"The first dance with me!" cried Ilyas Bey.

Nino looked at me. I nodded. I dance badly and do not even like it. And I can trust Ilyas Bey with Nino. He knows how to behave.

"Shamil's Prayer!" [A Lezginka dance named after Sheikh Shamil, 1797-1871, an Avarian Revolutionary leader from Dagestan who fought against the Czar] called Ilyas Bey to the musicians. Immediately a wild melody arose. Ilyas Bey jumped into the middle of the hall. He drew his dagger. His feet moved in the fiery rhythm of the Caucasian Mountain Dance. The blade glittered in his hand. Nino danced up to him. Her feet looked like small strange toys. Shamil's Mystery began. We clapped to the rhythm of the music. Nino was the bride to be abductedIlyas put the dagger between his teeth. Like a bird of prey, his arms outstretched, he circled around the girl.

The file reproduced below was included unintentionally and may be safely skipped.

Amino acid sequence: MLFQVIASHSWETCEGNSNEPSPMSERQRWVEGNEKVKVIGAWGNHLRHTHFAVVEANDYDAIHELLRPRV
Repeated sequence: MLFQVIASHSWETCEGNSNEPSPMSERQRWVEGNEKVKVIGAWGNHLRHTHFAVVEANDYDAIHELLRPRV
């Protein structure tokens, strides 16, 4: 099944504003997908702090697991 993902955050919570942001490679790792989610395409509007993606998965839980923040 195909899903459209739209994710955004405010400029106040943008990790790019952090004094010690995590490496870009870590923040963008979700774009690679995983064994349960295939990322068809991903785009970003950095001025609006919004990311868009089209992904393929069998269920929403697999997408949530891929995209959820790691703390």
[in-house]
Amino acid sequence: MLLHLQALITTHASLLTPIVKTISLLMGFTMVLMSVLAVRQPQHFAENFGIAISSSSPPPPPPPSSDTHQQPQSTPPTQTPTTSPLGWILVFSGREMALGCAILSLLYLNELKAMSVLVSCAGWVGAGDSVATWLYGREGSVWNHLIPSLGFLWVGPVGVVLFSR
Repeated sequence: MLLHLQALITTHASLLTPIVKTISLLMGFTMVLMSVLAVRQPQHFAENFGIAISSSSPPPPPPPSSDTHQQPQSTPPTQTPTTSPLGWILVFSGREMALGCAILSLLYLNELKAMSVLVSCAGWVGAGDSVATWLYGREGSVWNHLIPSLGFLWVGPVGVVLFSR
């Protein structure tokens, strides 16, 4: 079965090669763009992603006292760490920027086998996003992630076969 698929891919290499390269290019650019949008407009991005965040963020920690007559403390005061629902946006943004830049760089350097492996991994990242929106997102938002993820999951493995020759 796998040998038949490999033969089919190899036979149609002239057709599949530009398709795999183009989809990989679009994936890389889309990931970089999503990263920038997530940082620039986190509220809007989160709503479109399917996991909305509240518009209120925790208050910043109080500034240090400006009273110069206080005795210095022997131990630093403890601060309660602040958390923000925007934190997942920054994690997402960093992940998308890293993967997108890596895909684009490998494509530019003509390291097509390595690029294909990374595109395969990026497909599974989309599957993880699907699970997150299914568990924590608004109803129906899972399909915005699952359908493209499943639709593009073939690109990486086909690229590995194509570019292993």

Nino's feet flew, whirling round the hall, her supple arms depicting all stages of fear, despair and submission. In her left hand, she held a handkerchief. Her whole body trembled. Only the coins on her cap lay quietly on her forehead, and that was the correct way - this is the most difficult part of the dance.

No one but a Georgian girl can do such fantastically quick turns and not let even one coin on her cap tinkle. Ilyas raced after her. Without stopping, he chased her round and round. The wide gestures of his arms became more and more dominating. Nino's defensive movements more and more tender. At last she stopped, like a deer overtaken by the hunter.

Closer and closer, Ilyas Bey circled. Nino's eyes were soft and humble. Her hands trembled. A wild short howl from the music and she opened her left hand. The handkerchief fluttered to the floor. And suddenly Ilyas Bey's dagger flew on to the little piece of silk and nailed it to the floor. The symbolic dance was finished.

By the way, did I mention that before the dance, I had given Ilyas Bey my dagger and taken his? It was my blade that pierced Nino's handkerchief. It is best to be on the safe side, for a wise rule teaches: "Before you trust your camel to Allah's protection, tie it securely to your fence."